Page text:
Asked whether there was a statutory hangup that would have required him to work without pay, he said, "No, I could have gotten another appointment. I decided to leave because I just felt it was better to be out of the administration, because I was disagreeing with the policy on a range of issues, from Iran to North Korea and the Middle East."
-- Ryan Grim
11:15 AM -- Steve King: Obamacare is "Toxic Stew." Here's some more evidence that congressional Republicans are in no mood to negotiate with president Obama during the upcoming health care summit.
Rep. Steve King (R-Iowa) told the CPAC crowd on Friday that he wanted the legislation already crafted by Senate and House Democrats "dead" and "thrown out," labeling the bills "toxic stew."
"I don't want to meet with the president of the United States to see what other kind of toxic stew he is going to serve to us. And it is a toxic stew," he said of the Feb. 25 meeting between congressional leaders and the White House. "We don't want a pot full [of toxic stew], we don't want a spoon full. We don't want a bowl full or a cup full... We want it dead."
"Throw it out and start over," King added.
There were three conditions that King -- a dynamic and bombastic conservative -- insisted would have to be met for a bipartisan bill to be forged. The first was for Democrats to scrap what they've done already. The second was for reconciliation to be taken off the table. And the third was for Republicans themselves to realize that they can't have everything they want but should demand their key principles be included.
"I want stand-alone legislation that the American people can see clearly, that is negotiated in the light of day," King concluded.
-- Sam Stein
10:45 AM -- Pawlenty gets God. Likely 2012 presidential candidate, Gov. Tim Pawlenty (R-Minn.), is not particularly well known within GOP circles as a socially conservative figure, but rather more of a blue-collar, "Sam's Club" Republican.
So when he took the opportunity during his keynote speech before CPAC attendees on Friday to declare that the public needed to understand that "God is in charge," the message seemed fairly evident: religious right, fret not.
"You have people who say, 'Come on, don't bring that up. That's not politically correct.'" Pawlenty said of all the God-talk. "Hogwash. These are enshrined in the founding documents... in the Declaration of Independence it says we are endowed by our creator with certain unalienable rights. It doesn't say we are endowed by Washington D.C."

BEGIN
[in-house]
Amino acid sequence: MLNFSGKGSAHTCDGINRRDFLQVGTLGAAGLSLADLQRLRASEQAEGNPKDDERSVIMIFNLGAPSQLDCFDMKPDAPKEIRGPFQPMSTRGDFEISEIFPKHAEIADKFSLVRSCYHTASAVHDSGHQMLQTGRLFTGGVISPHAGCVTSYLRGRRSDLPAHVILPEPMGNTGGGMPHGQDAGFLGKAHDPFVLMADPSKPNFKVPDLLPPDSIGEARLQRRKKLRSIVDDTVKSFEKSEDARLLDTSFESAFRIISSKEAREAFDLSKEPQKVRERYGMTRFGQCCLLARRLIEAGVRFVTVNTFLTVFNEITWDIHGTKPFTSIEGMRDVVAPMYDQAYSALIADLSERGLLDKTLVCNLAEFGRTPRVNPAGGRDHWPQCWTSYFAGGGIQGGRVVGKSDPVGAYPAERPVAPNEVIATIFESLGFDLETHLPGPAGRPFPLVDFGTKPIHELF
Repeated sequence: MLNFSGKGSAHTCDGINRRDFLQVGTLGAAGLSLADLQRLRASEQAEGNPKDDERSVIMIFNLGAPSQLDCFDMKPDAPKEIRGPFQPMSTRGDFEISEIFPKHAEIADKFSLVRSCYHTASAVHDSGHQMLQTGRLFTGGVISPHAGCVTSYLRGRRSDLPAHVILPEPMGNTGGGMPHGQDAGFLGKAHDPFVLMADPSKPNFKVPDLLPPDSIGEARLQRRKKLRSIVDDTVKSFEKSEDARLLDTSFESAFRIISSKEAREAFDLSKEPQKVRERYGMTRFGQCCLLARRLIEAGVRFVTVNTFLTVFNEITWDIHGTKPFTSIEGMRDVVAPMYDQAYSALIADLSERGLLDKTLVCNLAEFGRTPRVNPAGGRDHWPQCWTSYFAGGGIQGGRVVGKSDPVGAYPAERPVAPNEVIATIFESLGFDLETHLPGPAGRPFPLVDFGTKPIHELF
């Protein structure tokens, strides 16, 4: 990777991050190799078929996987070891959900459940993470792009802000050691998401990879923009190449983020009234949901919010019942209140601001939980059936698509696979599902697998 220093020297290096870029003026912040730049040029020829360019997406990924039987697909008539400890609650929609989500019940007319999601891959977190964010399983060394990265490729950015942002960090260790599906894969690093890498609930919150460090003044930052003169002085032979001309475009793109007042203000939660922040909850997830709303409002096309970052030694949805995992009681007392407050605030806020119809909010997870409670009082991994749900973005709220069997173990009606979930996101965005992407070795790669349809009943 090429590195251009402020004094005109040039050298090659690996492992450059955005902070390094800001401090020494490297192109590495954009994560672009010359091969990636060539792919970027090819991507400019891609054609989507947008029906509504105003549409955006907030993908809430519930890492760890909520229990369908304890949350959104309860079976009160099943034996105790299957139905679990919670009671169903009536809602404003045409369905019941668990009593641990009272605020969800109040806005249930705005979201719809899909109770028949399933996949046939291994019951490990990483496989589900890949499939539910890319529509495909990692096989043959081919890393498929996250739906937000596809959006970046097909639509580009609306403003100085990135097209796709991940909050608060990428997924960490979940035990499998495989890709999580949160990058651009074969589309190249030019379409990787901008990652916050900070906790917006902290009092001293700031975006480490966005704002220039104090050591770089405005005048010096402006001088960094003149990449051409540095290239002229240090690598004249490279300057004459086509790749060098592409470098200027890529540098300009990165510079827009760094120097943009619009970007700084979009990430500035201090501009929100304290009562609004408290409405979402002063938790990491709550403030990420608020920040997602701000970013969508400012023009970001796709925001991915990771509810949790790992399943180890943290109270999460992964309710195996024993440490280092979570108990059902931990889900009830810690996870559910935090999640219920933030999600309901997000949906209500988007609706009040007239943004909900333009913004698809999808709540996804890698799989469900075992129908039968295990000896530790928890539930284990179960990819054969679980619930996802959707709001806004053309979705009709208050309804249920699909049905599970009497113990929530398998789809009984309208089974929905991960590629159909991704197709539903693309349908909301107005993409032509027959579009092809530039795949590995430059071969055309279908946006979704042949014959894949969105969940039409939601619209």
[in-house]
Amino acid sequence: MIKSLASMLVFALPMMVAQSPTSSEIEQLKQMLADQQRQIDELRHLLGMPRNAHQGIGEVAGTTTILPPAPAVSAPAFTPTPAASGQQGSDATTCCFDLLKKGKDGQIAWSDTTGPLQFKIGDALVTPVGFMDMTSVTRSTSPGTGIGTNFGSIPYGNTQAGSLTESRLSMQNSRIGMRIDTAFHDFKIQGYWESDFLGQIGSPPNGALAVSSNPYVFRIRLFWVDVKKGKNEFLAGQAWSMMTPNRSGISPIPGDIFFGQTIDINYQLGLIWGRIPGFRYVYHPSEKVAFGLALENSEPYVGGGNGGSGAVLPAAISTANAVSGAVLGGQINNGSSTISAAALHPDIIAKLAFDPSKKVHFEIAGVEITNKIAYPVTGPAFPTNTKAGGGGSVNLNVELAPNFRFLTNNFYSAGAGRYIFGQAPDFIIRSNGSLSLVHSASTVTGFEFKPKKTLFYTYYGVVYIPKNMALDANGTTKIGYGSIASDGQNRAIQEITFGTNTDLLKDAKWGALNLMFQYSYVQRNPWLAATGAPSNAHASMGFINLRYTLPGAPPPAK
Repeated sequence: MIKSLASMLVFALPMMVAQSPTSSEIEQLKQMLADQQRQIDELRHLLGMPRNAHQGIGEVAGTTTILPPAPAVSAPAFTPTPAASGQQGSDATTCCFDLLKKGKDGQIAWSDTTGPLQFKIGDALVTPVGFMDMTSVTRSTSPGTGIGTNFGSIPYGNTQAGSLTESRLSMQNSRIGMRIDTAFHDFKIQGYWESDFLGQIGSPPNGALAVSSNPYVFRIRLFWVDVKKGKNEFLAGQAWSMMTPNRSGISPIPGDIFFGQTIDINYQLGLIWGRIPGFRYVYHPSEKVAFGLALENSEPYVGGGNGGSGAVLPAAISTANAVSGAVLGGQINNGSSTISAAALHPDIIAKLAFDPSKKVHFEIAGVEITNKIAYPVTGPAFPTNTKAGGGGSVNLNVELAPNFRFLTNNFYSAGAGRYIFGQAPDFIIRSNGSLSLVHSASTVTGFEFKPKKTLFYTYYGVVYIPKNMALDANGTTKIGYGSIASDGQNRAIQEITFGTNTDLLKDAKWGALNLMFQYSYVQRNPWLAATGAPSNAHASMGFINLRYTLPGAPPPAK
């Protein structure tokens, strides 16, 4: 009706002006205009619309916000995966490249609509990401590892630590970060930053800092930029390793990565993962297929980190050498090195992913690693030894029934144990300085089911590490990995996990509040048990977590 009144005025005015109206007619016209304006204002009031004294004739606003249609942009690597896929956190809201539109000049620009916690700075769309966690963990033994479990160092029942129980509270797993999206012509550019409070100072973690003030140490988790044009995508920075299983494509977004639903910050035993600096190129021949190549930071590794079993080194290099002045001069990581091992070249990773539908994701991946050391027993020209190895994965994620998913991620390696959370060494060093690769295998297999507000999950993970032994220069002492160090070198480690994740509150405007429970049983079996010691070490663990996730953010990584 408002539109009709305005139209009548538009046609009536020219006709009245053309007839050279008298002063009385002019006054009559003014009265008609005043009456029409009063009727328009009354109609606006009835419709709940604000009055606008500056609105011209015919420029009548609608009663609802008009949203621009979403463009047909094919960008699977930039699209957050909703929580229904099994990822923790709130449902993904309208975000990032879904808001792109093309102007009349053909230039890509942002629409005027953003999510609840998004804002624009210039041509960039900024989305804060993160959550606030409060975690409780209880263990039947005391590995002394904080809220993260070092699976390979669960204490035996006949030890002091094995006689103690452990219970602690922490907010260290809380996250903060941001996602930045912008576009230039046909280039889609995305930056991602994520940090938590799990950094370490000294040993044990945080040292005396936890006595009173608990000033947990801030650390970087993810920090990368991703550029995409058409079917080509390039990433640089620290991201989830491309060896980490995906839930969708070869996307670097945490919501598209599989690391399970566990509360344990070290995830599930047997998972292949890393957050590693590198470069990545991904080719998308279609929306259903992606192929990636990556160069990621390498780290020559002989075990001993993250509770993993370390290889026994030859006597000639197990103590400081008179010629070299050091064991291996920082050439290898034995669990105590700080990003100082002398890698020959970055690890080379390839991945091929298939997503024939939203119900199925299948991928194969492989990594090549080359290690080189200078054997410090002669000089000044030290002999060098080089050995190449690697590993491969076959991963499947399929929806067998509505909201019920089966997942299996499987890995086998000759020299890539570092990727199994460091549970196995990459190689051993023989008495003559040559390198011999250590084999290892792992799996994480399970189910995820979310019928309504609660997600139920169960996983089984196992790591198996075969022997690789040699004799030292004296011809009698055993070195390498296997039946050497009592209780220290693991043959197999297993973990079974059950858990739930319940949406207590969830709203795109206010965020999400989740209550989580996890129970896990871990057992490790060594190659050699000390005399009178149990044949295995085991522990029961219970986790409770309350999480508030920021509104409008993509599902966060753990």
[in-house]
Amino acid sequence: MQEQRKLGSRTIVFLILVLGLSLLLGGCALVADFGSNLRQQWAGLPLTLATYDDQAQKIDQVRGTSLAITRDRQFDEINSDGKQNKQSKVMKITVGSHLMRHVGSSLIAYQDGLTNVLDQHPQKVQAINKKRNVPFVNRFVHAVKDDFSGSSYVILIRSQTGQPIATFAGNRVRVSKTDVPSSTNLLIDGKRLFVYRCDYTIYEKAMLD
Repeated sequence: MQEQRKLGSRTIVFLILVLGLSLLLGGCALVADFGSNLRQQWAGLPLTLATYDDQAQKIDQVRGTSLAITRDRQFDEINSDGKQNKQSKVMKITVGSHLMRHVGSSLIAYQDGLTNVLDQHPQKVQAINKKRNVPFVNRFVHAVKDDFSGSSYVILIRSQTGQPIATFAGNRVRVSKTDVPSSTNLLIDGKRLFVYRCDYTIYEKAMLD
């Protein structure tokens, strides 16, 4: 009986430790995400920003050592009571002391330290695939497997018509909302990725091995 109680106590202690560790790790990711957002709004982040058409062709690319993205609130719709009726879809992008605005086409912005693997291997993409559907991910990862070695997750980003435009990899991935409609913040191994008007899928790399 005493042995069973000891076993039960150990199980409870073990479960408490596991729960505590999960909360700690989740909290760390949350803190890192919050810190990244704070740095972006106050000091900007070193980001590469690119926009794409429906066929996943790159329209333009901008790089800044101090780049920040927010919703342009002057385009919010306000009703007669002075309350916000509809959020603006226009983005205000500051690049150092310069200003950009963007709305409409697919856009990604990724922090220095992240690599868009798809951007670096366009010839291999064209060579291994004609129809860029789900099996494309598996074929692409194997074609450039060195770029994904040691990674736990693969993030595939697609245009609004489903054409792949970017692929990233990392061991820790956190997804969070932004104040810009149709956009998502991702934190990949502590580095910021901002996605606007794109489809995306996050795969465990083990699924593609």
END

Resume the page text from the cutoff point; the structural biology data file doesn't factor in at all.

He went on: "I'm proud that in my state in the very first sentence in the very first paragraph of the Minnesota constitution. It says: "We, the people of the State of Minnesota, grateful to God for our civil and religious liberty.
"I say to those naysayers trying to crowd out God from the conversation. 'If it is good enough for the founding fathers, it should be good enough for each and every one of is.'"
-- Sam Stein
10:35 AM -- Pawlenty: "Take a nine iron and smash a window out of big government." A day after a suicide bomber struck an IRS building after penning an anti-government manifesto, Minnesota Governor Tim Pawlenty took up the theme of violence against the state -- albeit in a metaphorical way. He joked that the most important event going on in America on Friday is Tiger Woods' impending press conference. "We can learn a lot from that situation. Not from Tiger, but from his wife. So she said, 'I've had enough.' She said, 'No more,'" he said. "I think we should take a page out of her playbook and take a nine iron and smash a window out of big government in this country. We've had enough."
-- Ryan Grim
10:30 AM -- Cantor Promises Beef At Health Care Summit. House Minority Whip Eric Cantor (R-Va.) gave perhaps the strongest indication to date that Republican leadership views the upcoming bipartisan health care summit as a forum to rail against Democratic-authored legislation rather than contribute to it.
Speaking before the Conservative Political Action Conference on Friday, the Virginia Republican pledged to "hand down an indictment of the Democrats' bill" during the Feb. 25th meeting with congressional leadership and the White House. He then went on to suggest that the legislation in the works from President Barack Obama was a path to a full government takeover, a giveaway to special interests, and potentially unconstitutional.
"Lord only knows what's up their sleeves," Cantor said. "What we will do in encountering this president is, number one, ask the question, 'Why in the world would he support a bill like those that have come out of the Senate and the House?' These bills are flawed by their very nature. They are the bills that America has awakened to and have rejected.
"These bills are predicated upon backdoor dealing. They are predicated upon requiring the purchase of health care insurance that has a questionable constitutional origin. These bills are ultimately designed to lead this country to a single-payer system, something that the American people reject."
Cantor insisted that the only way Democrats and Republicans will come to agreement is if the president agrees to "push the reset button" on health care legislation. "We will say no" to his bill, he added, "because that's what the American people want."
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-- Sam Stein